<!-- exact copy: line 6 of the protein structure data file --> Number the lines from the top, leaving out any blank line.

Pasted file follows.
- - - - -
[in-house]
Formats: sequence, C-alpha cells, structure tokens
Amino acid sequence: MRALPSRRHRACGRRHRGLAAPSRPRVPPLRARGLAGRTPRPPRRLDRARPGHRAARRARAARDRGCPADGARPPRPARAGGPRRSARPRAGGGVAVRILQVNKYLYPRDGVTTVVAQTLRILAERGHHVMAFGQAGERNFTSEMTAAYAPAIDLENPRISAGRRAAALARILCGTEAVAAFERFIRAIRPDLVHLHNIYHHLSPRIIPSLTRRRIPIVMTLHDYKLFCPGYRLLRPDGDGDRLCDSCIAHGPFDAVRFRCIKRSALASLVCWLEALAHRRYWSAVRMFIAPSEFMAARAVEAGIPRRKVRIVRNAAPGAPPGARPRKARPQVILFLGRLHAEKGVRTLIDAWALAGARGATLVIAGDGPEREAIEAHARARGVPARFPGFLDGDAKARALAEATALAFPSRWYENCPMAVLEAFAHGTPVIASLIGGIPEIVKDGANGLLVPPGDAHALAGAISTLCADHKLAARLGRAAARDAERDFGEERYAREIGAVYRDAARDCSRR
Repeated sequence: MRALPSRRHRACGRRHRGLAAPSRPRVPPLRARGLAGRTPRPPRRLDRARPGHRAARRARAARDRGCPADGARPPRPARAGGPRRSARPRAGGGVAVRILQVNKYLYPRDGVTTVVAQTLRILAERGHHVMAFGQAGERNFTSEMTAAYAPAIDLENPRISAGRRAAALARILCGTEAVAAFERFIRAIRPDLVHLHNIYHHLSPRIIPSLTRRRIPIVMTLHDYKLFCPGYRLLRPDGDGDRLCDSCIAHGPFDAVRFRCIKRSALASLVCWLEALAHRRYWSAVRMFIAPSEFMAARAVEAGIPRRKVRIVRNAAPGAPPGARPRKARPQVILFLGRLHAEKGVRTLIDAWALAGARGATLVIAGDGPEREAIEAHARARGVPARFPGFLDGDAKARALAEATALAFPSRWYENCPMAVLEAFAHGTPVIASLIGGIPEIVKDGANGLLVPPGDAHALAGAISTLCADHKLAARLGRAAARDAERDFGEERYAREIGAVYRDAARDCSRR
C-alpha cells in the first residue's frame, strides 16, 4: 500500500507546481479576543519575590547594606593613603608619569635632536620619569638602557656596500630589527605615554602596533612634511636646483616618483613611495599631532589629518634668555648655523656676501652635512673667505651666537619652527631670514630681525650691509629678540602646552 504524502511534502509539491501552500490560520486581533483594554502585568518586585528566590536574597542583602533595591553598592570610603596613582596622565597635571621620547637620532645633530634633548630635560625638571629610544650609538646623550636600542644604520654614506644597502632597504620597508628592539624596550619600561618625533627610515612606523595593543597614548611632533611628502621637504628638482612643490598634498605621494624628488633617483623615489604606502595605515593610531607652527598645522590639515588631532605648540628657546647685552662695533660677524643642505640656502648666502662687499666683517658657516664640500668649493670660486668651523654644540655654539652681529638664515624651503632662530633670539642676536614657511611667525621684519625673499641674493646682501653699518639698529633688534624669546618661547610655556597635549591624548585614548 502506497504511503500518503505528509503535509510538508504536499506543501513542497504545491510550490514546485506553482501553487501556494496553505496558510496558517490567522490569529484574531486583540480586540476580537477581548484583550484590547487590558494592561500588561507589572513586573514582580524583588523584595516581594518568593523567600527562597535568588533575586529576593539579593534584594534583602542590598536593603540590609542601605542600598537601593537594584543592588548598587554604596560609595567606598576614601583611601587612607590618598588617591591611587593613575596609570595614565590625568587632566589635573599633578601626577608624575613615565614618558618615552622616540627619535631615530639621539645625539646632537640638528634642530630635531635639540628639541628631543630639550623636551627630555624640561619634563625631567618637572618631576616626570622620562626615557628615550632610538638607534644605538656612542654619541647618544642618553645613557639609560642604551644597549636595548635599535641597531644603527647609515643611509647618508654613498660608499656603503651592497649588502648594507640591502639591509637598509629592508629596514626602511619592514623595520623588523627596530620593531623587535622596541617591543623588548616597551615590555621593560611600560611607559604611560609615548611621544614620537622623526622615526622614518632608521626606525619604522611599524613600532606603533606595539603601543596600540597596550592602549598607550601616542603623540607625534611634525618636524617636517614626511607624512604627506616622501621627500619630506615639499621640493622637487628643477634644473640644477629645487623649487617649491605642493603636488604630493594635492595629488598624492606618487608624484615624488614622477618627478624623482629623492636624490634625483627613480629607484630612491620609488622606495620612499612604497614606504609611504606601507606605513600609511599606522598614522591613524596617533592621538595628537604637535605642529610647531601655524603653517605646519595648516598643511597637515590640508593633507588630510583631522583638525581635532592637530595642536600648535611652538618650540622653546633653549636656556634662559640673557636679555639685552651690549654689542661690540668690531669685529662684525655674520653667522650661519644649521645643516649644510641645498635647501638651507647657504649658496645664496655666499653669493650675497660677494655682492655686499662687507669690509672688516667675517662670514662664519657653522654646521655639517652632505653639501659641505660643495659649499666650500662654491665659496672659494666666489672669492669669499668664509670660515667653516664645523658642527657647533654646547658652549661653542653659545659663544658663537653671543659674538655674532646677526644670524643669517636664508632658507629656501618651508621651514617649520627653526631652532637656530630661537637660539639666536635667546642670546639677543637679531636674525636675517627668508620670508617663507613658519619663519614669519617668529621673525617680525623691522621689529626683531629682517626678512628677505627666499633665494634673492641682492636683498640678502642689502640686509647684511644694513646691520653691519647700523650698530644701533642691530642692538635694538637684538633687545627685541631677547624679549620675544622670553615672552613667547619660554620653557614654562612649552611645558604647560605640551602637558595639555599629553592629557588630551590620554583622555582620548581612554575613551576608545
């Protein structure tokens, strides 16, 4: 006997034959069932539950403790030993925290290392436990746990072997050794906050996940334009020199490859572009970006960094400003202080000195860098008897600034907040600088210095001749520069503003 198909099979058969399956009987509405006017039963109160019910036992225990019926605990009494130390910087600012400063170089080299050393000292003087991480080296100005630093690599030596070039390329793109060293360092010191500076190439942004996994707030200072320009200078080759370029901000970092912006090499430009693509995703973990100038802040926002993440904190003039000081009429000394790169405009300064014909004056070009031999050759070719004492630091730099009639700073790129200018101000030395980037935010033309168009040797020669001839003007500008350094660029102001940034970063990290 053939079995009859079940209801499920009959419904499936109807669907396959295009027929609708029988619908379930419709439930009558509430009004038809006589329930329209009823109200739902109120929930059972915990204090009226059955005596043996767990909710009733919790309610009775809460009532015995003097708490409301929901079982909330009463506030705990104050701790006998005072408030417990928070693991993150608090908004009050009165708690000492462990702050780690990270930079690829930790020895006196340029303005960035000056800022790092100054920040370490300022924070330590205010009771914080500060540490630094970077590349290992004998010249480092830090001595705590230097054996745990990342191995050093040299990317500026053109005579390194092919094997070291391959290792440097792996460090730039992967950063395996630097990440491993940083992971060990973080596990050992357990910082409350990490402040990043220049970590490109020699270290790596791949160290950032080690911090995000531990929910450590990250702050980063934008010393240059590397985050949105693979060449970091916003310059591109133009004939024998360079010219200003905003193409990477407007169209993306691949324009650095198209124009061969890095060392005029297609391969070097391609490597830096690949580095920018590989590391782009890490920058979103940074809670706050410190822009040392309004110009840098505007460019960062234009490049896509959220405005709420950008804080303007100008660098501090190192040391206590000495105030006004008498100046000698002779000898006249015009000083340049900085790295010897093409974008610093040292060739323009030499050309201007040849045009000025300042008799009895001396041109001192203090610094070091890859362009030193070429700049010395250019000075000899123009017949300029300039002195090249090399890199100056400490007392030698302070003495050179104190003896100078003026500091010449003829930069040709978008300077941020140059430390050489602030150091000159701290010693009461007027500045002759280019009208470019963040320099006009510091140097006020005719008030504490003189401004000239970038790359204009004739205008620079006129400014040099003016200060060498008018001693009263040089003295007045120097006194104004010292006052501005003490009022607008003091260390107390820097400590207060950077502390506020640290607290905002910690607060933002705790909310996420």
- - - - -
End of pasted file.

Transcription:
């Protein structure tokens, strides 16, 4: 006997034959069932539950403790030993925290290392436990746990072997050794906050996940334009020199490859572009970006960094400003202080000195860098008897600034907040600088210095001749520069503003 198909099979058969399956009987509405006017039963109160019910036992225990019926605990009494130390910087600012400063170089080299050393000292003087991480080296100005630093690599030596070039390329793109060293360092010191500076190439942004996994707030200072320009200078080759370029901000970092912006090499430009693509995703973990100038802040926002993440904190003039000081009429000394790169405009300064014909004056070009031999050759070719004492630091730099009639700073790129200018101000030395980037935010033309168009040797020669001839003007500008350094660029102001940034970063990290 053939079995009859079940209801499920009959419904499936109807669907396959295009027929609708029988619908379930419709439930009558509430009004038809006589329930329209009823109200739902109120929930059972915990204090009226059955005596043996767990909710009733919790309610009775809460009532015995003097708490409301929901079982909330009463506030705990104050701790006998005072408030417990928070693991993150608090908004009050009165708690000492462990702050780690990270930079690829930790020895006196340029303005960035000056800022790092100054920040370490300022924070330590205010009771914080500060540490630094970077590349290992004998010249480092830090001595705590230097054996745990990342191995050093040299990317500026053109005579390194092919094997070291391959290792440097792996460090730039992967950063395996630097990440491993940083992971060990973080596990050992357990910082409350990490402040990043220049970590490109020699270290790596791949160290950032080690911090995000531990929910450590990250702050980063934008010393240059590397985050949105693979060449970091916003310059591109133009004939024998360079010219200003905003193409990477407007169209993306691949324009650095198209124009061969890095060392005029297609391969070097391609490597830096690949580095920018590989590391782009890490920058979103940074809670706050410190822009040392309004110009840098505007460019960062234009490049896509959220405005709420950008804080303007100008660098501090190192040391206590000495105030006004008498100046000698002779000898006249015009000083340049900085790295010897093409974008610093040292060739323009030499050309201007040849045009000025300042008799009895001396041109001192203090610094070091890859362009030193070429700049010395250019000075000899123009017949300029300039002195090249090399890199100056400490007392030698302070003495050179104190003896100078003026500091010449003829930069040709978008300077941020140059430390050489602030150091000159701290010693009461007027500045002759280019009208470019963040320099006009510091140097006020005719008030504490003189401004000239970038790359204009004739205008620079006129400014040099003016200060060498008018001693009263040089003295007045120097006194104004010292006052501005003490009022607008003091260390107390820097400590207060950077502390506020640290607290905002910690607060933002705790909310996420």